A new clinical study, published in the journal The BMJ, finds that vitamin D supplements do not provide protection against acute respiratory infections or a SARS-COV-2 infection.
The study was conducted by researchers from the Queen Mary University of London, UK, where they enrolled 6,200 people ages 16 and over who were not currently taking vitamin D supplements. The researchers performed a blood analysis of their vitamin D levels. Then, they administered either a low or high dose of vitamin D to the study participants.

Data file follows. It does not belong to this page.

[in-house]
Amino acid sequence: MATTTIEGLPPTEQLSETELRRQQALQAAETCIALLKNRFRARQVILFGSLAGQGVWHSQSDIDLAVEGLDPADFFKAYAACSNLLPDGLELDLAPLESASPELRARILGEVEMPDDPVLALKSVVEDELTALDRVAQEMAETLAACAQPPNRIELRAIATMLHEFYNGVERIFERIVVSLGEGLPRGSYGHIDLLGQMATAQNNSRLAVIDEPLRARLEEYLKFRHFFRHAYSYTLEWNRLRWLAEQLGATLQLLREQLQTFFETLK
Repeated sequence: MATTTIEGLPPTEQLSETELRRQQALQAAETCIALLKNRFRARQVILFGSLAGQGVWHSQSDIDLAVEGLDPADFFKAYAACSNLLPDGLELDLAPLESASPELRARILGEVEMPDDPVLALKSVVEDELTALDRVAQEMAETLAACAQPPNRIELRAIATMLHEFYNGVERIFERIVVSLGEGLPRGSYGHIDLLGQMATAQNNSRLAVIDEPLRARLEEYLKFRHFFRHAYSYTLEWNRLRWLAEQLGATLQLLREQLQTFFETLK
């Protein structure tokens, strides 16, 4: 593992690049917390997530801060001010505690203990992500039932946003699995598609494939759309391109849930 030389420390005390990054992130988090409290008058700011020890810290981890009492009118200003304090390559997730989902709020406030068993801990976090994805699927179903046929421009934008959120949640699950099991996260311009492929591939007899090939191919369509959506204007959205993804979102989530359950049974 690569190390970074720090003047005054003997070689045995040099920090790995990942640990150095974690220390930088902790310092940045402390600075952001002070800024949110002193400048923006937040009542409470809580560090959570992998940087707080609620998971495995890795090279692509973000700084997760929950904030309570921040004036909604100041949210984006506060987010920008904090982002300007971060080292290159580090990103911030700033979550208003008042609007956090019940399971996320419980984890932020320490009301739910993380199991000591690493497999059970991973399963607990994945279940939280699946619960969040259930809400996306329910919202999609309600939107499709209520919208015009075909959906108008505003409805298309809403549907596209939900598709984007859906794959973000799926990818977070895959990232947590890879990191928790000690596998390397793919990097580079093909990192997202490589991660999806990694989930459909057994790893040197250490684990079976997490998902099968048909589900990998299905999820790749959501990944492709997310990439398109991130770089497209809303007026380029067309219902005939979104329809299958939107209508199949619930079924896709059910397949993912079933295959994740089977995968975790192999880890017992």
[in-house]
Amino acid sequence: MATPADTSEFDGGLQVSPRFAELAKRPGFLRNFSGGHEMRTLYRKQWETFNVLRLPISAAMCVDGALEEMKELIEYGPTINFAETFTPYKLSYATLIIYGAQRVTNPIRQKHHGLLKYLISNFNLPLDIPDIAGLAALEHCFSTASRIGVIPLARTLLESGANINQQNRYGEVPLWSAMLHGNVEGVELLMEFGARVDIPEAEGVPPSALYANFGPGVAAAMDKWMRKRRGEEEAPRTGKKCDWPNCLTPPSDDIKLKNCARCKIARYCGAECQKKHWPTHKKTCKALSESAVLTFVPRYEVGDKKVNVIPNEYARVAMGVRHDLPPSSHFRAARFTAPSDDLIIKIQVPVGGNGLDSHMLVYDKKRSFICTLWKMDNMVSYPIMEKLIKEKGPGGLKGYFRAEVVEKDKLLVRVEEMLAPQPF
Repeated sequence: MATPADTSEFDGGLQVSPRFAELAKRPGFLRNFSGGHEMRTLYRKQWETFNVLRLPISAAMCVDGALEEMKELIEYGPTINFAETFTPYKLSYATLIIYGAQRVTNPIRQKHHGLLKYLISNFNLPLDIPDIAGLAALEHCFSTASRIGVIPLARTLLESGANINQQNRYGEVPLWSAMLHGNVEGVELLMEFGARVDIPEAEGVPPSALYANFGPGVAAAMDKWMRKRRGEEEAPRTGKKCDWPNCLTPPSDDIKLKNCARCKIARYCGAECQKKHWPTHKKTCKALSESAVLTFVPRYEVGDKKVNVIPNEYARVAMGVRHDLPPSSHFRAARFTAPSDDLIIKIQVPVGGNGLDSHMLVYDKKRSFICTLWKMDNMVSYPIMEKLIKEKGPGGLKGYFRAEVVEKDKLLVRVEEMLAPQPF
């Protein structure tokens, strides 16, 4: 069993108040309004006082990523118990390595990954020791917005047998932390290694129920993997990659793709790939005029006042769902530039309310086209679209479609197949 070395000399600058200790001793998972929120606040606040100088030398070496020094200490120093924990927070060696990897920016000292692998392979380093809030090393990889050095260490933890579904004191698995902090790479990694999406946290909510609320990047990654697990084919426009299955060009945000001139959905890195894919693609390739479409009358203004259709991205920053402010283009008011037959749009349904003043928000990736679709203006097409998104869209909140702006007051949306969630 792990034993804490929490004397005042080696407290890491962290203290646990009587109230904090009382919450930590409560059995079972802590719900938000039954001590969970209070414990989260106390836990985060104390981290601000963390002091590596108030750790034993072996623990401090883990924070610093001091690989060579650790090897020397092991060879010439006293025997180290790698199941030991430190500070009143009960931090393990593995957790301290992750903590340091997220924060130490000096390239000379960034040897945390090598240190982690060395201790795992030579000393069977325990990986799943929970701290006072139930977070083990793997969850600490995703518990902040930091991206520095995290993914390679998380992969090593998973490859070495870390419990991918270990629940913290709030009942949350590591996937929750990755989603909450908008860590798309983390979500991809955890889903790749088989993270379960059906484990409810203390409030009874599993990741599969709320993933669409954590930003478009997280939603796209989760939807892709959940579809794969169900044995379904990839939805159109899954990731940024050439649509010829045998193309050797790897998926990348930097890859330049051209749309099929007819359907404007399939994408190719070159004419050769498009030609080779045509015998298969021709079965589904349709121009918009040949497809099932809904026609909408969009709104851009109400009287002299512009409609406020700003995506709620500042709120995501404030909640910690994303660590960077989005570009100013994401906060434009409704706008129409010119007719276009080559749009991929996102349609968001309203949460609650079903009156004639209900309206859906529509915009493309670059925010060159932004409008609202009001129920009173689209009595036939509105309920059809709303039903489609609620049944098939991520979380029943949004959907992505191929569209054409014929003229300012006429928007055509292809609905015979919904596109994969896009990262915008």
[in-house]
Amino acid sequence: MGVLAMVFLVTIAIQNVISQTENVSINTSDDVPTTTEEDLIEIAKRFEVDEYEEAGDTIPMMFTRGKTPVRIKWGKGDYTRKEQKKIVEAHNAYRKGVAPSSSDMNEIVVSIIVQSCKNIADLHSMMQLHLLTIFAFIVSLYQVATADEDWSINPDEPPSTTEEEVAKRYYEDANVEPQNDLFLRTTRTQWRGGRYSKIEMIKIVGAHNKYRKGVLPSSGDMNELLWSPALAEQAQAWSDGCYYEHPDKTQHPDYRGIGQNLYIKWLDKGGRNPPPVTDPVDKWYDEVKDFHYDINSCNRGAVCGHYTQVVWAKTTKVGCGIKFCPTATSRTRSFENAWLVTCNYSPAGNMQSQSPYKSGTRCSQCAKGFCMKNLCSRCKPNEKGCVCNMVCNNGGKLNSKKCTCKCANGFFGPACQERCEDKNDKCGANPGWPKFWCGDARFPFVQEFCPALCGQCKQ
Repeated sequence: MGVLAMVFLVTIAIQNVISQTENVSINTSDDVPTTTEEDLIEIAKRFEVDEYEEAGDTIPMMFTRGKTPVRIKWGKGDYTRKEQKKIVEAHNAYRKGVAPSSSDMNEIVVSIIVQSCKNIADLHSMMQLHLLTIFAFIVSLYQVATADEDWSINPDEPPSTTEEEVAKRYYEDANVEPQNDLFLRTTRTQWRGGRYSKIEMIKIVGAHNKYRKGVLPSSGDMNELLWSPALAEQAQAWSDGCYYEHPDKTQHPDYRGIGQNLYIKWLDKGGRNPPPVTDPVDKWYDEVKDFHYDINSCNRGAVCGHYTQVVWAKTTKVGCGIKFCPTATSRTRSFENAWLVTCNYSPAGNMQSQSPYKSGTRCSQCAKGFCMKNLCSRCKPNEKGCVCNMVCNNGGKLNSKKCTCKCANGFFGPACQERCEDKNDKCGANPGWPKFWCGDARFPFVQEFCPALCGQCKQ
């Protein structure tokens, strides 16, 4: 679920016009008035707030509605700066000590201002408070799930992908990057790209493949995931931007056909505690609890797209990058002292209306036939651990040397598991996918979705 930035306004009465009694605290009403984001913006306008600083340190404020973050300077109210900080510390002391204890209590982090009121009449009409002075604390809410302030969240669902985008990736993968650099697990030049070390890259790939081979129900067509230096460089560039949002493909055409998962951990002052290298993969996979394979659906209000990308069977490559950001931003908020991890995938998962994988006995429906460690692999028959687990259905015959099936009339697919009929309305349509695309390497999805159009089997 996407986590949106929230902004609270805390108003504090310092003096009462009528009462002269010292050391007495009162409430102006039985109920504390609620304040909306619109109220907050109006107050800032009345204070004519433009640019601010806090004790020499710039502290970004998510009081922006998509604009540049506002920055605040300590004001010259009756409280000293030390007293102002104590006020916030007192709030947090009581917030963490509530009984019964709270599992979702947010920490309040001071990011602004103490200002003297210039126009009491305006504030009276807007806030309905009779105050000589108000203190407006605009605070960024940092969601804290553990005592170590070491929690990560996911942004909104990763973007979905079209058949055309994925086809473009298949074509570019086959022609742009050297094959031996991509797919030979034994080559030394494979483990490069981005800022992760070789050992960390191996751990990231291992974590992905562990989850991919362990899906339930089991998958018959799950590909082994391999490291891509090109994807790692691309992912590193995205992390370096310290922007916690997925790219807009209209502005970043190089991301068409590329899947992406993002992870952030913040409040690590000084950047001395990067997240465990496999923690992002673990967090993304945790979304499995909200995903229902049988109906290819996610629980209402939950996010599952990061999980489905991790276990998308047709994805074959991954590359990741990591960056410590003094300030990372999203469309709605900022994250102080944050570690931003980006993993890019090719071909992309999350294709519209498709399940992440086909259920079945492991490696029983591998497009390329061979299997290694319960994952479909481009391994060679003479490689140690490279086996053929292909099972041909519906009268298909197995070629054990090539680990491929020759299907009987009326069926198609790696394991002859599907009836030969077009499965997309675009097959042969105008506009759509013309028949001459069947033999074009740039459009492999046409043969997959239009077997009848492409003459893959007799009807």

After a follow-up period that continued 6 months, scientists found at least one acute respiratory tract infection of any cause occurred in 5.7% of the low-dose vitamin D supplement group and 5% in the higher-dose group. Also, 3.6% of participants in the low-dose vitamin D group and 3% in the higher-dose group developed COVID-19, compared to 2.6% of participants not offered a vitamin D supplement.